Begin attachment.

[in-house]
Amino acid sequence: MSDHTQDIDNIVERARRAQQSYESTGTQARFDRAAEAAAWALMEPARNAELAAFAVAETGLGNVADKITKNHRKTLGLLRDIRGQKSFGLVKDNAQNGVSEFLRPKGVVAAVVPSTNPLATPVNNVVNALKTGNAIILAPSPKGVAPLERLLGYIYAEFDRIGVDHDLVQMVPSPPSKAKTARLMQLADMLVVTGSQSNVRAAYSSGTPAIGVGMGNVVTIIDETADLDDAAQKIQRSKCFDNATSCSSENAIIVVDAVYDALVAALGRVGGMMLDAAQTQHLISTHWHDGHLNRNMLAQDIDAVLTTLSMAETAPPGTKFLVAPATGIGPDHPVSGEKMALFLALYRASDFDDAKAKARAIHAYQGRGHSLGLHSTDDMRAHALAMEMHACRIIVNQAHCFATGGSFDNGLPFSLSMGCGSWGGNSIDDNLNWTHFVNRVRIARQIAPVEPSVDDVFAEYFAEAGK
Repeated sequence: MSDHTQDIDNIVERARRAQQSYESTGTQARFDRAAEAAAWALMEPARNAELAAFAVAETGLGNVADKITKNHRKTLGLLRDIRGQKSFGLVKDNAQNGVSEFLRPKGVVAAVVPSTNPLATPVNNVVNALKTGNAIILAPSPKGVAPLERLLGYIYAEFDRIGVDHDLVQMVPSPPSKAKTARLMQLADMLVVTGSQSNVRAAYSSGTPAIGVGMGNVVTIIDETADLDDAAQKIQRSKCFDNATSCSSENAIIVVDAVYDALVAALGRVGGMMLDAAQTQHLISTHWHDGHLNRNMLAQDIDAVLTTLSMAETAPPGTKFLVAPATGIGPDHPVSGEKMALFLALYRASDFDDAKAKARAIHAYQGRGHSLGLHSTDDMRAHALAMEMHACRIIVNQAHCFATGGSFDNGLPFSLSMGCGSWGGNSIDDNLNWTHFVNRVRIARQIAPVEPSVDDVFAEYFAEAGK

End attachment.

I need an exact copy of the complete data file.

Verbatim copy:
[in-house]
Amino acid sequence: MSDHTQDIDNIVERARRAQQSYESTGTQARFDRAAEAAAWALMEPARNAELAAFAVAETGLGNVADKITKNHRKTLGLLRDIRGQKSFGLVKDNAQNGVSEFLRPKGVVAAVVPSTNPLATPVNNVVNALKTGNAIILAPSPKGVAPLERLLGYIYAEFDRIGVDHDLVQMVPSPPSKAKTARLMQLADMLVVTGSQSNVRAAYSSGTPAIGVGMGNVVTIIDETADLDDAAQKIQRSKCFDNATSCSSENAIIVVDAVYDALVAALGRVGGMMLDAAQTQHLISTHWHDGHLNRNMLAQDIDAVLTTLSMAETAPPGTKFLVAPATGIGPDHPVSGEKMALFLALYRASDFDDAKAKARAIHAYQGRGHSLGLHSTDDMRAHALAMEMHACRIIVNQAHCFATGGSFDNGLPFSLSMGCGSWGGNSIDDNLNWTHFVNRVRIARQIAPVEPSVDDVFAEYFAEAGK
Repeated sequence: MSDHTQDIDNIVERARRAQQSYESTGTQARFDRAAEAAAWALMEPARNAELAAFAVAETGLGNVADKITKNHRKTLGLLRDIRGQKSFGLVKDNAQNGVSEFLRPKGVVAAVVPSTNPLATPVNNVVNALKTGNAIILAPSPKGVAPLERLLGYIYAEFDRIGVDHDLVQMVPSPPSKAKTARLMQLADMLVVTGSQSNVRAAYSSGTPAIGVGMGNVVTIIDETADLDDAAQKIQRSKCFDNATSCSSENAIIVVDAVYDALVAALGRVGGMMLDAAQTQHLISTHWHDGHLNRNMLAQDIDAVLTTLSMAETAPPGTKFLVAPATGIGPDHPVSGEKMALFLALYRASDFDDAKAKARAIHAYQGRGHSLGLHSTDDMRAHALAMEMHACRIIVNQAHCFATGGSFDNGLPFSLSMGCGSWGGNSIDDNLNWTHFVNRVRIARQIAPVEPSVDDVFAEYFAEAGK